The Quiet Knight

Farewell, João Gilberto,
Master of the Silent Music

João is gone. His passing, on July 6, hit the final chords for Bossa Nova as Brazil’s national musical expression. The precision of his nylon-string playing and subtleness of the nearly mute overtones of his voice challenged traditions and forged a place of his own.
When he, his lifelong musical partner Antonio Carlos ‘Tom’ Jobim and others, took the New York Carnegie Hall stage, in 1962, for a historic concert, it marked the moment when a quiet artistic revolution in Brazil got introduced to the world. It was an instant hit.

Bossa Nova became the very sound of the Portuguese-speaking South American nation, Jobim and João as its top ambassadors. The jazz-tinged but unmistakenly Brazilian melodies of one, seamlessly merged with the syncopated guitar beat and well-timed phrasing of the other.
João was the ultimate perfectionist, and a fiery idiosyncratic performer, whose increasingly rarer appearances would convey an almost cult-like devotion from his audience. Declining physical and mental health though led him to spend his last years alone in his apartment in Rio.
Which was fitting for an artist whose rise coincided with Brazil’s quick urbanization. His art spoke to an ascendant intellectual and politically engaged middle class, even though neither Bossa nor João were integral to the social unrest of the 1960s.
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Read Also:
* Stone Flower
* 50 Summers
* Multi-Note Samba

João Gilberto, a Brazilian treasure, has elevated popular music to a sophisticated art form, capable of expressing the entire soul of a nation. Despite the current president’s refusal to call this a time for mourning, his voice and guitar will forever be the beating heart of Brazil. R.I.P.

Stone Flower

Jobim, Bossa Nova Giant,
Would’ve Been 90 Today

When Antonio Carlos Jobim was born, the stunning beaches of his hometown, Rio de Janeiro, were still nesting grounds to a variety of marine birds and wild life. Some of them would be celebrated later by Brazil’s greatest popular music composer, who’d be 90 today.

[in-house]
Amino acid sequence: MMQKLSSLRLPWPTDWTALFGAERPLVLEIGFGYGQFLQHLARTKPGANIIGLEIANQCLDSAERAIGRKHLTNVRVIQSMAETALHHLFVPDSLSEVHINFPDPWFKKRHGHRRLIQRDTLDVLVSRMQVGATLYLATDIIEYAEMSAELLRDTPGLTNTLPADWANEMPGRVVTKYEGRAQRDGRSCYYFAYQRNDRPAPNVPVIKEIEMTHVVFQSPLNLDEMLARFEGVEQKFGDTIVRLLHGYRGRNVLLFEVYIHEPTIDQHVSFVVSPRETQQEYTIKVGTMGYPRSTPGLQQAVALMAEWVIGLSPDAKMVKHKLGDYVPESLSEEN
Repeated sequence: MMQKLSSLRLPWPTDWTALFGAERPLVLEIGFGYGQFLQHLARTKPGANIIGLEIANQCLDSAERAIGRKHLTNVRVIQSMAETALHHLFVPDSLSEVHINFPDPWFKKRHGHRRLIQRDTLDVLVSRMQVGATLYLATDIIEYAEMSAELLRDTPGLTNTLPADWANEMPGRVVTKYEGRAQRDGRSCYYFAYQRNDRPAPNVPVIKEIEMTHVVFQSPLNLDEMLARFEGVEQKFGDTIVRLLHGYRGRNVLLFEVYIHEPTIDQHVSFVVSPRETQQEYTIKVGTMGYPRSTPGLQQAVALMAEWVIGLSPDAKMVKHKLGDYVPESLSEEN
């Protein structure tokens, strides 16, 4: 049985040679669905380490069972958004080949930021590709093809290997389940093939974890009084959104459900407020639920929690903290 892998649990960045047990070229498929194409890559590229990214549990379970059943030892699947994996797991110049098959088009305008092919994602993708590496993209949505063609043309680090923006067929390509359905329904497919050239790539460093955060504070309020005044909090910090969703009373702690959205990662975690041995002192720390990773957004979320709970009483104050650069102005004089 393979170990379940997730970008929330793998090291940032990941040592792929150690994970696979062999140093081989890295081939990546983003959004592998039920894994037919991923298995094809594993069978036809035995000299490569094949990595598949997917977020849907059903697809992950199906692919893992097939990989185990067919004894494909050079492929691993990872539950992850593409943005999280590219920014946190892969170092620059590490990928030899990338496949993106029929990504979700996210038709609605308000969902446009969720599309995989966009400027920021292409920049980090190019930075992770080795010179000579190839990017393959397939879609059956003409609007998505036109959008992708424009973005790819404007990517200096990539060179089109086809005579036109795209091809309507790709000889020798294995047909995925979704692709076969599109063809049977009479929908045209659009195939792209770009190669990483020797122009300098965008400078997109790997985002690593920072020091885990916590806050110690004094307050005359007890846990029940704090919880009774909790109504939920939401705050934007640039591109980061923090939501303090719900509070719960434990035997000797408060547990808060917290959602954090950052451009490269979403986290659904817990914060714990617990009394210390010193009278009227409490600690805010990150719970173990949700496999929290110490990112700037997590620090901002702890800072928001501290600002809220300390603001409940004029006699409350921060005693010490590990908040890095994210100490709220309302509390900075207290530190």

The architect of Bossa Nova, the 1960s movement that took the world by a quiet storm, Jobim’s forever linked to his Garota de Ipanema, the classic that became one the most performed songs ever, even as it seems now forever trapped in some sort of an elevator to oblivion.
Which is unfortunate, not just for his varied and profoundly Brazilian output, but also because, in its original João Gilberto and Stan Getz performance, it remains a delicate gem, all intricate harmonies and tender balance of its beat. (On Feb 2, Getz would’ve been 90 too.)
An accomplished musician both on acoustic guitar and piano, Jobim found in João‘s voice the superb phrasing to enhance his delicate melodies. Their musical partnership was not unlike that of Federico Fellini and Marcelo Mastroianni: a esthetic symbiosis, where both seem part of the same creative continuum.
It’s possible that João, now 85, may be still mourning, quietly as is his style, the sudden passing of his lifelong friend, in New York, Dec. 8, 1994. And so may be generations of artists, influenced and inspired by him, grieving his loss and the hole he’s left in Brazil’s culture.
For even as his extensive songbook is still a defining landmark for the rich musical tradition of his homeland, he’s much less regarded there today than his stature as a songwriter would’ve granted. Even today, it
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Read Also:
* 50 Summers
* Multi-Note Samba

may not be easy to tune in any of his songs on Brazilian radio stations.
In these short-attention span times, the relevance of collective memory and the weight a society places on his standard-bearers, depends on constant refreshing, and efforts to preserve them. Popular culture is as good as the next trend, if nothing is done otherwise.
Jobim’s genius may still be part of every positive reference about Brazil’s culture. But less than 20 years from his passing, fresh traces of his work are more likely to be found in the art of international artists than of his fellow brasileiros. That is truly puzzling but some half-seriously think that the reason is obvious.
Although they were all born in the same country, few has the Portuguese word for ‘tone’ as a nickname. Plus, almost no one has, written on their very birth certificate, the term that defines nationality, as Antonio Carlos BRASILEIRO de Almeida Jobim did. No wonder some call him the inventor of Brazilian music. Happy Birthday, Tom.